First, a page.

Why I decided NOT to hike the Inca Trail

Not hiking the Inca Trail

Many people, they visit Peru for one reason and one reason only-to trek the world famous Inca Trail. Sure, they look forward to touring the famous ruins of Machu Picchu, but it is the walk they take to get to said ruins that they are most excited about. In all the years that I spent dreaming about Peru, the Inca Trail was never in those dreams. I dreamt about seeing the sights of Peru, experiencing its culture, learning about its history-but never once did those dreams include walking x amount of miles each day and sleeping in a tent. Not that there is anything wrong whatsoever with that (Angela over at Angela Travels is a perfect testament to the fact that the outdoors can indeed be an incredible experience). However, it’s just not me.

I realize that there are plenty of people who are not really the “outdoors” type and yet still walk the Inca Trail. And the fact that walking the trail takes less than a week (there are routes that vary between three and four days) translates to yes, of course I could have survived since truly, humans can survive quite a lot. However, it was my vacation and granted, while it didn’t always seem like a vacation between feeling utterly exhausted at times, downright unattractive (sweat, sunblock, and bug spray all mixed together while wearing REI attire doesn’t make you feel exactly “sexy”), it was still my vacation. And for me, someone who has camped a total of once in my life (and has no desire to ever do it again), a vacation does NOT include sleeping in a tent, being restricted with what I could bring (i.e. I wouldn’t have brought as much as I did with me to Peru) and doing copious amounts of trekking each day.

Why I decided NOT to hike the Inca Trail

While exploring the ruins of Machu Picchu I did plenty of trekking like climbing these very steep steps.

Okay, frivolities aside, from a lot that I’ve read, it seems many (not all) people who walk the Inca Trail miss out on a lot of sites in the Sacred Valley that I just adored visiting. As in, they have their time aside to walk the trail, they visit Machu Picchu, they spend some time in Cusco, but then that’s it. They never get to marvel at the agricultural terraces of Moray; they miss out on being awestruck by the sight of the salt pans of Salineras; they even forfeit their chance at being able to have the workout of all workouts while climbing the ruins of Ollantaytambo. Yes, Machu Picchu is one of the most incredible places I will undoubtedly ever visit and yes, it was of course the main reason in wanting to visit Peru all these years. But it wasn’t the only unforgettable memory I took home with me from this South American nation.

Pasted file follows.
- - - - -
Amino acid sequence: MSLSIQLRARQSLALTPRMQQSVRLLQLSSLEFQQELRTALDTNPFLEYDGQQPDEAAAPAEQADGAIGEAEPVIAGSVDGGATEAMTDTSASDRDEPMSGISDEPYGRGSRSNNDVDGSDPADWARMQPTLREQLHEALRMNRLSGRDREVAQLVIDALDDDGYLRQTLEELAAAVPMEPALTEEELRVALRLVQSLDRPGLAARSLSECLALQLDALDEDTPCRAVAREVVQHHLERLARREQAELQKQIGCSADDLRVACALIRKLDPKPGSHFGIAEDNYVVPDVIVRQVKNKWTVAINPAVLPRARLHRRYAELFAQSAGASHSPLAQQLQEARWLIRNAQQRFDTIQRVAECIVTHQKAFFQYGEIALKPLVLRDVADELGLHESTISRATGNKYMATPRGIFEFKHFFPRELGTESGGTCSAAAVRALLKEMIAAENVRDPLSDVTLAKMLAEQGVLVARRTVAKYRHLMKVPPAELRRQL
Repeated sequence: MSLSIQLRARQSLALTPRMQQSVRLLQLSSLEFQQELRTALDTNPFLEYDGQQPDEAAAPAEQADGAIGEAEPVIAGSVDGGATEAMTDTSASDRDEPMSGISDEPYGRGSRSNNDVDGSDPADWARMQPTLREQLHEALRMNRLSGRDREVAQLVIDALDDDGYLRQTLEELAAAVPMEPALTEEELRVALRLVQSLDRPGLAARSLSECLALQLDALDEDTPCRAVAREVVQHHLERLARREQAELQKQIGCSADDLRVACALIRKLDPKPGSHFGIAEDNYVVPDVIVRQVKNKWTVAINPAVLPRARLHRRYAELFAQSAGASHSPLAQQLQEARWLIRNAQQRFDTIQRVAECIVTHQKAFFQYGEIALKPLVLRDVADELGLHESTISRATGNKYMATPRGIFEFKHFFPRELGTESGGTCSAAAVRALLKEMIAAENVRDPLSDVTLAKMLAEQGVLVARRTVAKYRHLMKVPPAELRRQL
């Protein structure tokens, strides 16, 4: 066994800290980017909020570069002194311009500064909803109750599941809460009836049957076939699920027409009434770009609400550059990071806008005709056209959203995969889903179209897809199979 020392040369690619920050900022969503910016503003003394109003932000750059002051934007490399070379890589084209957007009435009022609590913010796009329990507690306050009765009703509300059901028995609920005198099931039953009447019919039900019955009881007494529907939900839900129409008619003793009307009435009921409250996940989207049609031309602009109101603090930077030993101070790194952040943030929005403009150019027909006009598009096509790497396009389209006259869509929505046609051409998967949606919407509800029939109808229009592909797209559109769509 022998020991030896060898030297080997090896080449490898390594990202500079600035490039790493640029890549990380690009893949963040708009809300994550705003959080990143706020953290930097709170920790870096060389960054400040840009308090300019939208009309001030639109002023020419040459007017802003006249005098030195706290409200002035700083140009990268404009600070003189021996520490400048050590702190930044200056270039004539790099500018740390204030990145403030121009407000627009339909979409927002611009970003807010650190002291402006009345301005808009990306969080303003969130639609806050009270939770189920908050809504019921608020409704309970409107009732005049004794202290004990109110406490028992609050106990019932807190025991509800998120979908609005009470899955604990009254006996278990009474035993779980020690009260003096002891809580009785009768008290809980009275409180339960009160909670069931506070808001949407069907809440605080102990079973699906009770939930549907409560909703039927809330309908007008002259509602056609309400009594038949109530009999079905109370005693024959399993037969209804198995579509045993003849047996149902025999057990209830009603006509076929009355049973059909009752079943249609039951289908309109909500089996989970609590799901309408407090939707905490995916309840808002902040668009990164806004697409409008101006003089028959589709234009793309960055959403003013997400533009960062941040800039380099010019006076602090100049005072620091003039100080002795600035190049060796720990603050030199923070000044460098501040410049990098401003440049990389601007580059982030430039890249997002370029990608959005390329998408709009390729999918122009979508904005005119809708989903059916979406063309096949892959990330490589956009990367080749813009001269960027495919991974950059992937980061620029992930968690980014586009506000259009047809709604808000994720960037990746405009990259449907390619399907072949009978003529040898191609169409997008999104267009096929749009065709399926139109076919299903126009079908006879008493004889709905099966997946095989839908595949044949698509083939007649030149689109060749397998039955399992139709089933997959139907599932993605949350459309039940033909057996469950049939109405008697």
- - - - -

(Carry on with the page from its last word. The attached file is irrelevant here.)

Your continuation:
Why I decided NOT to hike the Inca Trail

Salineras (salt pools)-one of the most amazing sights I have ever seen.

One’s health is another reason. Altitude sickness is no joke. Countless travelers are beset with it each and every year and in some very serious cases, travelers have even died from it. When you travel to a high altitude area, it is recommended you spend a few days (if not more) acclimatizing to it, which means resting and taking it easy. After reading numerous recommendations, I decided to “officially” start our Peru trip in Ollantaytambo as opposed to in Cusco since the altitude in Ollantaytambo is 2,000 feet lower than Cusco’s. We still didn’t rest as much as we should or could have, especially since I felt the effects in Moray, but we did what we could. Many people who hike the Inca Trail acclimatize in Cusco, the same city where I often felt a shortness of breath. I took Diamox, which is a prescription drug used to stave off the effects of altitude sickness, which meant never once did I throw up/feel nauseous or have headaches (two common symptoms associated with altitude sickness). Truthfully, I could not imagine arriving in Cusco, spending a couple of days there where I think everyone feels some sort of effect if you’re not used to high altitudes, and then setting out on one of the most physically grueling and exacting journeys ever.

I know there are those travelers who sneer at the people who opt not to walk the Inca Trail. In their opinion, Machu Picchu is nothing but a Peruvian version of Disneyland-mobs of people, lines, a lack of authenticity. Personally, I feel I had no less an authentic experience. The train ride up to Aguas Calientes (the town at the base of the ruins) both ways was utterly spectacular; being at the ruins by 7:30 AM meant that they were not overly crowded. And honestly, seeing the hordes of trekkers enter the ruins (with their obnoxious walking sticks, which  by the way are supposed to be illegal to use when at the ruins), I don’t feel they had any more of an authentic experience than myself. I know that Peru is facing a dilemma over how many people should be allowed to walk the Inca Trail each year and seeing the swarm of hikers, yeah.